# How to prove the binomial coefficient identity $\binom{n}{c}+ \binom{n}{c+1}= \binom{n+1}{c+1}$ by induction?

$$\binom{n}{c}+ \binom{n}{c+1}= \binom{n+1}{c+1}$$

How can I prove using induction for all values of $n$ and $c$? I have no idea how to start it. Please help!

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You can use \binom{n}{c} to typeset $\binom{n}{c}$. – Arturo Magidin Sep 16 '11 at 3:38
This hasn't been done before on MSE? – The Chaz 2.0 Sep 16 '11 at 3:42
Do you need to use induction? There's a very simple counting argument to prove it... – Arturo Magidin Sep 16 '11 at 3:42
If your binomial coefficient $\binom{n}{c}$ is defined combinatorially then the easiest way to prove this is by counting. If $\binom{n}{c}$ is defined as $\frac{n!}{c!(n-c)!}$ then in fact it's just a few lines of algebra, using the identity $n! = n (n-1)!$ several times. Induction really is overkill here. (Note: this is an early problem in Spivak's calculus, and I am currently teaching a course out of this text, so I am at this moment as sure about this as I will ever be!) – Pete L. Clark Sep 16 '11 at 3:46
@Pete I cannot think of any way to apply induction here. So even if it's overkill, can you suggest a way? :) – Srivatsan Sep 16 '11 at 3:48

HINT:

Double Induction!

Fix n, and show true for c (one can say it's true for all c, noting that for c 'too large' the equation reads $0 + 0 = 0$). Then fix c, and show true for n. So it's like two induction proofs, and it is way overkill for this problem.

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What should I choose for n and c? :( – David Taeyang Lee Sep 16 '11 at 4:14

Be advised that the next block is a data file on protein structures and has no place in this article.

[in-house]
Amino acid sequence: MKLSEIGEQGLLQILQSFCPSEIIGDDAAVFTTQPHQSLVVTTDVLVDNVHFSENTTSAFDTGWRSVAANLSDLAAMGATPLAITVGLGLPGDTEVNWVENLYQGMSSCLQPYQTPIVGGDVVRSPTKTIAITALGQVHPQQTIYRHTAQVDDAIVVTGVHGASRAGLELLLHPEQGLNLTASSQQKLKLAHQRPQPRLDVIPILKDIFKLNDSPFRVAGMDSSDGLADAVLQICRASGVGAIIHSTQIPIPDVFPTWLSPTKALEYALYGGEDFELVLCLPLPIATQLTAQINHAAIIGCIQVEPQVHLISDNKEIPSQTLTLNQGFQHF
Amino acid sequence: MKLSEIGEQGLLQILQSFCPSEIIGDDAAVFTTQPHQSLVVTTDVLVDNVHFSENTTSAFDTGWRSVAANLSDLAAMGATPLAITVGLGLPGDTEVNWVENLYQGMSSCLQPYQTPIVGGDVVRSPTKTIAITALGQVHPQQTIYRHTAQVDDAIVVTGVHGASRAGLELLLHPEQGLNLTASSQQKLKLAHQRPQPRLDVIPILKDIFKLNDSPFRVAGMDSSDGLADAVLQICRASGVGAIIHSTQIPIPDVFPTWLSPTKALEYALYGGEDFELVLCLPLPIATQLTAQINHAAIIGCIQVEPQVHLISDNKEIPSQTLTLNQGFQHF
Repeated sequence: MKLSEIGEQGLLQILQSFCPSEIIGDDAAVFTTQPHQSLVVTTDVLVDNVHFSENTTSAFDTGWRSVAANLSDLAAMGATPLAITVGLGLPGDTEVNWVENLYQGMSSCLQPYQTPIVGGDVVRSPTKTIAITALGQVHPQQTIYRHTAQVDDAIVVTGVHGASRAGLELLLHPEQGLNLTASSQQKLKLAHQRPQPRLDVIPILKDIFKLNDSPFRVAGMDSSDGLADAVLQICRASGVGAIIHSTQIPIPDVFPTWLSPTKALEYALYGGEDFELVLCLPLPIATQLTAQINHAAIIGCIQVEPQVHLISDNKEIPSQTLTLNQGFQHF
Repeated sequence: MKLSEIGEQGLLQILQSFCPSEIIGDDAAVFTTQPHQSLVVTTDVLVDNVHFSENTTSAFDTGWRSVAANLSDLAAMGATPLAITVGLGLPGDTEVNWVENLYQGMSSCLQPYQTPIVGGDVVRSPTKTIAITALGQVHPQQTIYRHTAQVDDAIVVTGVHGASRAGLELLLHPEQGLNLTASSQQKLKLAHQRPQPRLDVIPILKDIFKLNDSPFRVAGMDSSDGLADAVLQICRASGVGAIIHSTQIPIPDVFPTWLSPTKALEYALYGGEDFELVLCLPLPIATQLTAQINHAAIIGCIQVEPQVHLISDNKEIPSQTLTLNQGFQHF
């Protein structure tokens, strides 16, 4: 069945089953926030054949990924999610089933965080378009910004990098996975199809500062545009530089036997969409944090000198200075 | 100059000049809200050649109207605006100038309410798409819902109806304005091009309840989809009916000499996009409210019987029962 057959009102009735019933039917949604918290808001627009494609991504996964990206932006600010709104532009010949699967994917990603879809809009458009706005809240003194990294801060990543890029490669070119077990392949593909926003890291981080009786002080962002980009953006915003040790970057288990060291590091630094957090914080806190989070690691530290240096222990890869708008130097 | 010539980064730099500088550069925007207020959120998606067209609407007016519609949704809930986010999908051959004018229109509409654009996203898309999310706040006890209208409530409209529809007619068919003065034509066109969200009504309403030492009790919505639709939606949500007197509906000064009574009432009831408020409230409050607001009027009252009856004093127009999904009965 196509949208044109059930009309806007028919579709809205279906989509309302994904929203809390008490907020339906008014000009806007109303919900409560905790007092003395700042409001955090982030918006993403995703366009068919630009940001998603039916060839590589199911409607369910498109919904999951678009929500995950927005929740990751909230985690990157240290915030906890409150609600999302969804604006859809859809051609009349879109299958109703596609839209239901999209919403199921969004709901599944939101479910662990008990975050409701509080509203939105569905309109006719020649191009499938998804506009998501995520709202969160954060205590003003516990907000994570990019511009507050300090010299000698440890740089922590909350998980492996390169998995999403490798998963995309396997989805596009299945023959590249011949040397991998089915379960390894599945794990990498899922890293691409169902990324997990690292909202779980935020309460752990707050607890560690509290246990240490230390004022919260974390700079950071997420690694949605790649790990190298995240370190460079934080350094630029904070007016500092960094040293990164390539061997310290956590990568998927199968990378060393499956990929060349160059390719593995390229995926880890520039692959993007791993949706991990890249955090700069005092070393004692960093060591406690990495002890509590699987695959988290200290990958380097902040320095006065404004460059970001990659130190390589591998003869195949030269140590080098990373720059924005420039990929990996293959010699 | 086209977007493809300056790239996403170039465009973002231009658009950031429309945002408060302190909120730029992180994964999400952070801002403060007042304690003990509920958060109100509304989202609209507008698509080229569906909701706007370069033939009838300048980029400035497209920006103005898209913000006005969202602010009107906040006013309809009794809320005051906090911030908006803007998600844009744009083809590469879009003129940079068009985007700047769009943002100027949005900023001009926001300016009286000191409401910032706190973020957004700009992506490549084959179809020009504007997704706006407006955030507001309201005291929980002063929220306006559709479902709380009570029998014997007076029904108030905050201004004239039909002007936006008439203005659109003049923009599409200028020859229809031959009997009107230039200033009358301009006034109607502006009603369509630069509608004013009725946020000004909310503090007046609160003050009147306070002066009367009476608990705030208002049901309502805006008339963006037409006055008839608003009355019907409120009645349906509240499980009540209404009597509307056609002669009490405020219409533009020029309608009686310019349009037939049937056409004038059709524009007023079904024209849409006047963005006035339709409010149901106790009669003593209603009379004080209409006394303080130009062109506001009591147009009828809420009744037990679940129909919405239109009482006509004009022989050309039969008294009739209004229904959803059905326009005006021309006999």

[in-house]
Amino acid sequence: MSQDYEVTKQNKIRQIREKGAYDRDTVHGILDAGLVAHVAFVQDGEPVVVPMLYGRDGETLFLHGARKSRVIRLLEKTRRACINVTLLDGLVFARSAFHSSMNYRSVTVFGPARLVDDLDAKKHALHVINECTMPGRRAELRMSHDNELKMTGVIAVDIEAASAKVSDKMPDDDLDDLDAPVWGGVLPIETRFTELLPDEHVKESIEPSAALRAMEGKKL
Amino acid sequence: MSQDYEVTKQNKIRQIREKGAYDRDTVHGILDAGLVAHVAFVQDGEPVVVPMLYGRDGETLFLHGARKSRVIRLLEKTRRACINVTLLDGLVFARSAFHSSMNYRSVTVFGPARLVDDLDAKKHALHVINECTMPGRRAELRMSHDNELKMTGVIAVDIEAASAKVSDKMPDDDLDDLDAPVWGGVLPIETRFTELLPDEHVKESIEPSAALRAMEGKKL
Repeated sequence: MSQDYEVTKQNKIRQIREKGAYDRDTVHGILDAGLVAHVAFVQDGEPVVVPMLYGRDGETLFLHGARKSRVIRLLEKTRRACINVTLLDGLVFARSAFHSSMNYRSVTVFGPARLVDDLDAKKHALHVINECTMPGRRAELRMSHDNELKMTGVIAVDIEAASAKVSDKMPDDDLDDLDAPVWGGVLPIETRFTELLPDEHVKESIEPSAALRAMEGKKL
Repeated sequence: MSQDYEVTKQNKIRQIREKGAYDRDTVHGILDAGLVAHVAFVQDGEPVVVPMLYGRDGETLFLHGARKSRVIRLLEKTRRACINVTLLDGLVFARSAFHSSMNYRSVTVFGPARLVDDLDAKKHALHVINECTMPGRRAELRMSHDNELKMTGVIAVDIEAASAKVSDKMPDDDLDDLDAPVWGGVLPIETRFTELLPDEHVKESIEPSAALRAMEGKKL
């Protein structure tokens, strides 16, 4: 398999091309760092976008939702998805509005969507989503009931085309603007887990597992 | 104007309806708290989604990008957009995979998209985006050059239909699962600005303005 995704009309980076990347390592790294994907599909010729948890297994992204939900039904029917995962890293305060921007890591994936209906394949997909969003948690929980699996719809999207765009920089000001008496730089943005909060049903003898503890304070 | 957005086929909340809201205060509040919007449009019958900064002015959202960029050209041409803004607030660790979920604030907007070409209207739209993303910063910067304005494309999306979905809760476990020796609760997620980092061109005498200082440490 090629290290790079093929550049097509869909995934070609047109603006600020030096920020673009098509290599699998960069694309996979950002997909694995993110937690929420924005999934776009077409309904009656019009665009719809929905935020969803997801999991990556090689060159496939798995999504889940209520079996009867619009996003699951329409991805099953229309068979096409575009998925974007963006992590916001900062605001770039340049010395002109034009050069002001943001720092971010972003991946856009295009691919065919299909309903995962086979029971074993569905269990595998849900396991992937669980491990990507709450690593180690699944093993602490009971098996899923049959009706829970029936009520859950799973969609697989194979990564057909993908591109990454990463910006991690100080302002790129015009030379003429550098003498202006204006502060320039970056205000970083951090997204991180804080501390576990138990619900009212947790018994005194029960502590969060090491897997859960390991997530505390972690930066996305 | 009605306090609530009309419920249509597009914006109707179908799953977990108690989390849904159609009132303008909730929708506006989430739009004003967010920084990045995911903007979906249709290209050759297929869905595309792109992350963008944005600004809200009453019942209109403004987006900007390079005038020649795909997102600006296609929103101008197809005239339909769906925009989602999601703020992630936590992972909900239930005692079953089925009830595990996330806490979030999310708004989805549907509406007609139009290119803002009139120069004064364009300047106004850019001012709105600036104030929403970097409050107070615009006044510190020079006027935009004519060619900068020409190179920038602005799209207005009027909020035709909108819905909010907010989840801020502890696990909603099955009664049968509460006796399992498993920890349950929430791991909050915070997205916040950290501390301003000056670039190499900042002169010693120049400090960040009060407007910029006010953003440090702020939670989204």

I'm so confused now.. Could you explain it more? – David Taeyang Lee Sep 16 '11 at 4:15

$\dbinom{n}{c}$ is the number of size-$c$ subsets of a size-$n$ set $S$. Suppose you have a list of all of them. Also make a list of all size-$(c+1)$ subsets of your size-$n$ set: there are $\dbinom{n}{c+1}$ of them. Now let $x$ be something that is not a member of $S$, so that $S\cup\{x\}$ is a size-$(n+1)$ set. To each size-$c$ subset in the first list, add $x$ as a new member, getting a size-$(c+1)$ subset, not of the original size-$n$ set, but of the larger set $S\cup\{x\}$. You now have two lists:

• One list of size-$(c+1)$ subsets of $S\cup \{x\}$, each having $x$ as a member. There are $\dbinom{n}{c}$ of these.
• One list of size-$(c+1)$ subsets of $S\cup\{x\}$, each not having $x$ as a member. There are $\dbinom{n}{c+1}$ of these.

The union of those two lists contains $\dbinom{n}{c}+\dbinom{n}{c+1}$ members. But the union of those two lists is also a list of all size-$(c+1)$ subsets of the size-$(n+1)$ set $S\cup\{x\}$. Therefore $\dbinom{n}{c}+\dbinom{n}{c+1}=\dbinom{n+1}{c+1}$.

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